“If the plaintiffs were eligible for the loan forgiveness, they would have the opportunity to make additional investments in their properties, expand their farms, purchase equipment and materials and otherwise support their families and local communities,” the lawsuit says. “Since the plaintiffs are not even eligible to apply for the program solely because of their race, they have been denied equal protection of the law and consequently suffered damage.”

The USDA issued a statement saying the department is considering a lawsuit with the USDA, but the agency plans to continue offering forgiveness for loans to “socially disadvantaged” farmers. Despite this announcement, payments are still suspended.

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The plaintiffs state in the lawsuit that “relying on general assumptions of historical discrimination is exactly what the United States did here” and disagree with the expression “socially disadvantaged”, which has an explicit racial classification. They say they are otherwise eligible for the loan forgiveness program, except for their skin color.

But Patrice Bailey, the assistant commissioner who leads the Minnesota Department of Agriculture’s Emerging Farmers Initiative, doesn’t see it that way.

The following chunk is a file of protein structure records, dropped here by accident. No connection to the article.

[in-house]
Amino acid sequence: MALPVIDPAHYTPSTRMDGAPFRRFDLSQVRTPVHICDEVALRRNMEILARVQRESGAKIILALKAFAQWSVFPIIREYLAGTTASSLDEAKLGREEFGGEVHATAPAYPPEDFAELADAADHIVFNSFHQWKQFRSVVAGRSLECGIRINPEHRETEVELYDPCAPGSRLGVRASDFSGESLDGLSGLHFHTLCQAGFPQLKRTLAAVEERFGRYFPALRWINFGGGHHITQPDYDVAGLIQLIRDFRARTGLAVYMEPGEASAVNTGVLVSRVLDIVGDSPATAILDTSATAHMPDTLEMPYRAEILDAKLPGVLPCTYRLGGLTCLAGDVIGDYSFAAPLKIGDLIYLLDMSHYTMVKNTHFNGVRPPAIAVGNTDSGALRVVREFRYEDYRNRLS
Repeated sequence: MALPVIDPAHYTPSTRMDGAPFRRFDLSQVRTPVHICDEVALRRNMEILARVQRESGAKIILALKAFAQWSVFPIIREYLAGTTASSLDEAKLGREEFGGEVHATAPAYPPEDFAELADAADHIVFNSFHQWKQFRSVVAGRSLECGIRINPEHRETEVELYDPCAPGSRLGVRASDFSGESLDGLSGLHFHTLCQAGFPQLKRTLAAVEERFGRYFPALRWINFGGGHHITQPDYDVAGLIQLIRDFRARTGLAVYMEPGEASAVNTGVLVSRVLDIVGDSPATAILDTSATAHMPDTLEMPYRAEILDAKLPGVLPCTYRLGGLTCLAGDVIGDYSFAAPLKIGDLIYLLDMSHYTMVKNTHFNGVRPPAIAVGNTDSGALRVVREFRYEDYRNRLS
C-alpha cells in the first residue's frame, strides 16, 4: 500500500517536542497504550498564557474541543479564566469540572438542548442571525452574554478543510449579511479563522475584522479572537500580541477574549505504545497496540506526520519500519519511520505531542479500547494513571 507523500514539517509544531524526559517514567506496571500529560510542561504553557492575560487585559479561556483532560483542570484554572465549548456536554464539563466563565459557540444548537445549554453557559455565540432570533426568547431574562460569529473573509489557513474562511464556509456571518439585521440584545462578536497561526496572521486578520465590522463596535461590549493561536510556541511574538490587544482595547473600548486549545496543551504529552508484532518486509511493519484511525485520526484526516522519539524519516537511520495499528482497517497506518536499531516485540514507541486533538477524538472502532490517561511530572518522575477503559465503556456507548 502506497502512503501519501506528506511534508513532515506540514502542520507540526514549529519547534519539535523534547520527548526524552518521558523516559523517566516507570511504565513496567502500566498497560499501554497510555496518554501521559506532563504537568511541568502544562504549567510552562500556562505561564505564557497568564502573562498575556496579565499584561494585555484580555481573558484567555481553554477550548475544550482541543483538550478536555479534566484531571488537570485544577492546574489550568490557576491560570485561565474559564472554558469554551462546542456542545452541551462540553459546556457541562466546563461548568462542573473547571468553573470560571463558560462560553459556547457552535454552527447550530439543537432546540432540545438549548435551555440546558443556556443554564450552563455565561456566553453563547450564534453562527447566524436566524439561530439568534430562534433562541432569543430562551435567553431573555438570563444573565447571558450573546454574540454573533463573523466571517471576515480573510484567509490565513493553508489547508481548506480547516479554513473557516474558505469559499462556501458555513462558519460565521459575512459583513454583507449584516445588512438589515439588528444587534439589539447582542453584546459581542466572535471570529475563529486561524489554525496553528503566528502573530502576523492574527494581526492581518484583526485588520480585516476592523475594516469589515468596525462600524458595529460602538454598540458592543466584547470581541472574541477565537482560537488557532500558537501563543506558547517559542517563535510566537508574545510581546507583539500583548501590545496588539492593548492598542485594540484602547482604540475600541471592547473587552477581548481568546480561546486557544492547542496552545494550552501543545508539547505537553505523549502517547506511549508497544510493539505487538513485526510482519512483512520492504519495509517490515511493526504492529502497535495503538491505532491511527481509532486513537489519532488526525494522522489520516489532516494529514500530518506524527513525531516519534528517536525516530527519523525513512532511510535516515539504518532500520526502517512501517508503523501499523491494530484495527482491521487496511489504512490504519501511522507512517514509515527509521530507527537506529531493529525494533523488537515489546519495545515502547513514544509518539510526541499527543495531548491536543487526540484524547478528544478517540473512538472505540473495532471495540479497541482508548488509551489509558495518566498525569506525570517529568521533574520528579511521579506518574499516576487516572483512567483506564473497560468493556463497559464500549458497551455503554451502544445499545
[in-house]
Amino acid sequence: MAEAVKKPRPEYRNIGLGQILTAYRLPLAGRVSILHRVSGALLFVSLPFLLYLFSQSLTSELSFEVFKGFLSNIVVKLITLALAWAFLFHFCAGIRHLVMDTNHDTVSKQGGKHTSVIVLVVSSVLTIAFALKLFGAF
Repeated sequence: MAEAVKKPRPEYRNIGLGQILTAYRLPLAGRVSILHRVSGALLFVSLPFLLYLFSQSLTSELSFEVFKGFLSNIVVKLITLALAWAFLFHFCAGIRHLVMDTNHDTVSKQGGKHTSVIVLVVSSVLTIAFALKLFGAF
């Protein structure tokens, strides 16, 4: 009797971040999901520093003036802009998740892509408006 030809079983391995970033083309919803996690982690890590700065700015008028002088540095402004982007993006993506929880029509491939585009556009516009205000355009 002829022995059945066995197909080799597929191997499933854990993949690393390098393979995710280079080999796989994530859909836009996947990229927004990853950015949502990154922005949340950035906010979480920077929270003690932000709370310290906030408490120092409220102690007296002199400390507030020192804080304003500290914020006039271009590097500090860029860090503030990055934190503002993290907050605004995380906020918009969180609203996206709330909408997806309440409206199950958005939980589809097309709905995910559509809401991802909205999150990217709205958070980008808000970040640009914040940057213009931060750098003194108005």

“[The loan forgiveness program] has nothing to do with punishing white farmers, ”Bailey said. “You still see the same white people receiving grants and applying for grants and receiving grants in that order. [But] the people who need grants the most may not know where to start. … This ensures that there is diversity in this new opportunity, especially from the indigenous tribal nations that have historically not been on this list. ”

Bailey, himself a black farmer, said the lawsuit is just a drop in a sea of ​​setbacks that colored farmers across the country have experienced since the end of the civil war.

This problem is not new

In the aftermath of the Civil War, the federal government made a promise to previously enslaved people, known as the 40-acre and mule promise, in the first systematic attempt to provide a form of reparations that was radical at the time.

The people freed from enslavement and their descendants amassed 19 million acres of land, but when President Andrew Johnson, successor to Abraham Lincoln and sympathetic to the South, took office, he overturned the order granting land to the freed people. The land was largely returned to the plantation owners who originally owned it on the coasts of South Carolina, Georgia and Florida.